Are you upside down on your small multi-family property due to the decline in values in the real estate market?
When the program was first announced, it appeared that small multi-family investors and people with second homes wouldn’t be allowed to participate. The guidelines however, included you after all.
According to Kenneth Harney of the Washington Post, the new programs, which are being undertaken at the urging of President Obama’s administration, would allow you to refinance provided you have a solid payment record, the balance on your loan doesn’t exceed the value of your property by more than 5 percent and your loan is either owned by or contained in a mortgage bond guaranteed by either Fannie or Freddie.
It gets better.
Both companies plan to waive their usual minimum credit score requirements for most people who apply. Oh, they’ll still pull your credit. But there’s no specific minimum score necessary to refinance.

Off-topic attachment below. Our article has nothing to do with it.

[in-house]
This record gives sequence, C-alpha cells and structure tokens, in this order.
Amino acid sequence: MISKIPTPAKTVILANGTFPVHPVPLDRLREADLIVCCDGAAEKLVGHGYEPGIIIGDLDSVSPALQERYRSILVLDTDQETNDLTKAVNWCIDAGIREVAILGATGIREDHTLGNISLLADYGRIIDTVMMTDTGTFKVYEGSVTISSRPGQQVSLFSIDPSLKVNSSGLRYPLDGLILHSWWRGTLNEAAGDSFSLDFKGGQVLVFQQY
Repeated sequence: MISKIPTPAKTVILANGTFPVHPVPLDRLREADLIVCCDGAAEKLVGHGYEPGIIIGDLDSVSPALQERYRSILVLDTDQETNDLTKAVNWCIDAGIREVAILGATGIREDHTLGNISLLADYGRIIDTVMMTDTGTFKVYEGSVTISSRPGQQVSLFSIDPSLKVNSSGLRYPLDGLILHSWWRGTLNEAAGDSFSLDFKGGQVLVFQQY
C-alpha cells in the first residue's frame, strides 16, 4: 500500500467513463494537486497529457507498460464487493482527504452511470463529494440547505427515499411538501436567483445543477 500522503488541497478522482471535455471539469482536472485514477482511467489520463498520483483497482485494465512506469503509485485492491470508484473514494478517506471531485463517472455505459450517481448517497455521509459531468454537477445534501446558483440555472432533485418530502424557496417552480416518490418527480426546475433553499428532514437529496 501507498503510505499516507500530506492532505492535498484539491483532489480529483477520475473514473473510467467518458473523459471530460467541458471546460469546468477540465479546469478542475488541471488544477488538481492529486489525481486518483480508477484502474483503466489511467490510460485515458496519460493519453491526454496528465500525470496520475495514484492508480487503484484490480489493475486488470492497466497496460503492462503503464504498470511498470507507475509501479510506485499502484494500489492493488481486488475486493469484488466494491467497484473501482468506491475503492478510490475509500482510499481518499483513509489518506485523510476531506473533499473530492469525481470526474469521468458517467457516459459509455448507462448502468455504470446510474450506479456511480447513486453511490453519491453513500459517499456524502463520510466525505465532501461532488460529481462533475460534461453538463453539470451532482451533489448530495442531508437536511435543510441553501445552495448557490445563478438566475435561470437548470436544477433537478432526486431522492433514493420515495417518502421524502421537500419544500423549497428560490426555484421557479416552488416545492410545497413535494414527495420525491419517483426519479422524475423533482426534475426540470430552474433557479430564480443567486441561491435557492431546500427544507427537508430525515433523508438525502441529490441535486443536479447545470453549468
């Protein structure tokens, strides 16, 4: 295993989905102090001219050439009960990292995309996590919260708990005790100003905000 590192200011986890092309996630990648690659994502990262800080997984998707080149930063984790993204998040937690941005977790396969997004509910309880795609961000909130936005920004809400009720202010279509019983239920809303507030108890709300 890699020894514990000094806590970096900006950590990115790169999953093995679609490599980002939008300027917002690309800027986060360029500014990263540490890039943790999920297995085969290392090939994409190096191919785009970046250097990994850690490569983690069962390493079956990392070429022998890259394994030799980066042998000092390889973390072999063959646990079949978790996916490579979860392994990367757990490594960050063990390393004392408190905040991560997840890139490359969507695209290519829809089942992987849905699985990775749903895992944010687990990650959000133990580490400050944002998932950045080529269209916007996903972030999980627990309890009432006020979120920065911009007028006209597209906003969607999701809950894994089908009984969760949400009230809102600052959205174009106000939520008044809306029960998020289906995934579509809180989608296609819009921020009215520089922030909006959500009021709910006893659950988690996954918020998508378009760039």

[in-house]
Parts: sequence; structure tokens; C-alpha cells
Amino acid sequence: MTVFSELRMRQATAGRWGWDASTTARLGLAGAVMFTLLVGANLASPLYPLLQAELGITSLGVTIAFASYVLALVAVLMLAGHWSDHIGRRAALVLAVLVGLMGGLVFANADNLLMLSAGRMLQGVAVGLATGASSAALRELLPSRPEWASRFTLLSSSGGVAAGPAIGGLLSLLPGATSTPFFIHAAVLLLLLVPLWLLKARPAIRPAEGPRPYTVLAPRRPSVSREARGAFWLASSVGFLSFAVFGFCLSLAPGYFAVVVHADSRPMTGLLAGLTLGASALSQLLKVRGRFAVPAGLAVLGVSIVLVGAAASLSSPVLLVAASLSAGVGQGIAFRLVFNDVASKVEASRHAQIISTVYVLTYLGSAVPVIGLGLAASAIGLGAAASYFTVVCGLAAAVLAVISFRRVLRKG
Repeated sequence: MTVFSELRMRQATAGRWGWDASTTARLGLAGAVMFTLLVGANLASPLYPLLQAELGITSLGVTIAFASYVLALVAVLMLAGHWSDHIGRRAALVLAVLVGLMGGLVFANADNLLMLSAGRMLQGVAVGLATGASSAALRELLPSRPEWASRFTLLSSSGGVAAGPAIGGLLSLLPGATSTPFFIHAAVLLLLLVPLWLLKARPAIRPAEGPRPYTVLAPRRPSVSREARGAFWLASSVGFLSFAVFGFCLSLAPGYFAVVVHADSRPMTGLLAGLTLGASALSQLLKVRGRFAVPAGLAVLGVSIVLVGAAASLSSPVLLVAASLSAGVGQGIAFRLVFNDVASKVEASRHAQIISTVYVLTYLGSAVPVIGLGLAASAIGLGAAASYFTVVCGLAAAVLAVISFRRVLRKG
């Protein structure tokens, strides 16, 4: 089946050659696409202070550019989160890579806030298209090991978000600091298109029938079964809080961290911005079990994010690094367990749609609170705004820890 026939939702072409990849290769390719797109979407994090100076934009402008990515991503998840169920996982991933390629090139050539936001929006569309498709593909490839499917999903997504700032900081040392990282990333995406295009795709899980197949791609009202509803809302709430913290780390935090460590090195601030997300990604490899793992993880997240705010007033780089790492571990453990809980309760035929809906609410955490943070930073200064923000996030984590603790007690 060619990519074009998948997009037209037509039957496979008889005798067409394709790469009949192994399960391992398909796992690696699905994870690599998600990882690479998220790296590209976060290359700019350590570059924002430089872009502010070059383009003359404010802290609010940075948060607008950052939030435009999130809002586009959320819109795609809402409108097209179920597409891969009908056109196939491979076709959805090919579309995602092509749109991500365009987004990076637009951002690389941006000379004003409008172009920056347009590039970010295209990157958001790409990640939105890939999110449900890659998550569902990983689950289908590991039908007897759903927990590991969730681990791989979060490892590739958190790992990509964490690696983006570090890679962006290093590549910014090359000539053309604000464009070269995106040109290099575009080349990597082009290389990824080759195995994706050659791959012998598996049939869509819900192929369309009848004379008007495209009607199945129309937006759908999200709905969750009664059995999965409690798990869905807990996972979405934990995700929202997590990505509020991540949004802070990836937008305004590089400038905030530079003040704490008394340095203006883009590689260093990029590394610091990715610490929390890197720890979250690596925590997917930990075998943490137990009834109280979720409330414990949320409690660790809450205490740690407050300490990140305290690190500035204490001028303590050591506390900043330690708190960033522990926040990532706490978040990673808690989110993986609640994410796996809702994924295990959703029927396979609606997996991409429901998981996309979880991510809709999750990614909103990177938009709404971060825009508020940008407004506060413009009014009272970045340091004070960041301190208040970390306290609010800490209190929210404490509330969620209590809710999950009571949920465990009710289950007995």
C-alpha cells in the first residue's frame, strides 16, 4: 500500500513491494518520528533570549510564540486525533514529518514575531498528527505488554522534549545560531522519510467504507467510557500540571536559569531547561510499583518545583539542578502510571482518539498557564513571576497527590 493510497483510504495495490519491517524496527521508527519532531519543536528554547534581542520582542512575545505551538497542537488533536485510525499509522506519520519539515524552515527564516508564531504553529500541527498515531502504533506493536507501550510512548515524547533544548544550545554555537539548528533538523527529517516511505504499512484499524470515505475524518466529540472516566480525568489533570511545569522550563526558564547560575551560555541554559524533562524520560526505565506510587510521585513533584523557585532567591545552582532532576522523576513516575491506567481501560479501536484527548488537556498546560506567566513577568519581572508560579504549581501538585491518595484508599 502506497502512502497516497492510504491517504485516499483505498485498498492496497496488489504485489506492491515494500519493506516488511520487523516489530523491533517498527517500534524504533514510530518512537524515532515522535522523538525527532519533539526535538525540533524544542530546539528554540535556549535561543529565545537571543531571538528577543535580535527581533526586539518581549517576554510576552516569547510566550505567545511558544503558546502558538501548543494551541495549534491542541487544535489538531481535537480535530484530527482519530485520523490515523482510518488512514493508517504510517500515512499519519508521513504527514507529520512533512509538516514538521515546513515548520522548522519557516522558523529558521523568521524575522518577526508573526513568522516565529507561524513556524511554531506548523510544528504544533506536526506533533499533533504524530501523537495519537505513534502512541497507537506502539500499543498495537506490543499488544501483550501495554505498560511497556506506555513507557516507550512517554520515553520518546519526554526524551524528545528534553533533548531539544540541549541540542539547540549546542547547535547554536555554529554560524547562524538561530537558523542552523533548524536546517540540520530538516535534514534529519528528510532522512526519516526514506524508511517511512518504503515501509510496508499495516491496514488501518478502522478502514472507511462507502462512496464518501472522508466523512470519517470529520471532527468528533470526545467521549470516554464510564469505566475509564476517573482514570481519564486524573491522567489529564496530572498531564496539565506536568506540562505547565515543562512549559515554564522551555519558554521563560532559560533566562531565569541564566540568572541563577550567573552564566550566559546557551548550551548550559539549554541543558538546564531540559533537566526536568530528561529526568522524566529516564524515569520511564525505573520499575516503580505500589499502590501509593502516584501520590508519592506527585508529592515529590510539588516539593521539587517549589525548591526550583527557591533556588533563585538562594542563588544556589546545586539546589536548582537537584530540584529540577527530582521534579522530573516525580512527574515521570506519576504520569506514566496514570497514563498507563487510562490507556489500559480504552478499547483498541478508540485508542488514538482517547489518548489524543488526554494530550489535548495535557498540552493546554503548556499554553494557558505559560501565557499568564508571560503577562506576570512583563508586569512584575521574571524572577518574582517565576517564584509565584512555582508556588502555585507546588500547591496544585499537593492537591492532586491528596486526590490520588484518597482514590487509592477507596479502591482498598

There’s also no mortgage insurance. If your loan originally required the insurance, you still have to have it. However, borrowers who never had mortgage insurance because they had 20 percent equity before the decline in market value will not be required to purchase new coverage.
While most of the guidelines between the two companies are identical, there is one area where they differ. Fannie Mae allows borrowers to contact any of its approved lending and servicing partners for refinance quotes. Freddie, on the other hand, requires you to go through your existing lender.
So what does all of this mean to the Minneapolis duplex market?
First, the government hopes that by keeping more multi-family properties out of foreclosure, they will reduce the number of evictions. This will keep more good tenants who paid on time and are being evicted through no fault of their own in their homes. With more rental units available, we may see an impact in the vacancy rate.
We may also find the number of properties being foreclosed upon drops. This will ultimately effect the amount of inventory available for purchase. With less to choose from, and the enticements of low interest rates and the $8000 first time home buyer tax credit, we may see an uptick in values.
Of course, it’s still too soon to tell whether any of this will ultimately turn things around.
Remember, interest rates are low now, and there is still a healthy supply of nice properties to choose from. If you’re considering buying a duplex, triplex or four-plex give me a call, I’d be happy to help you find one that’s right for you.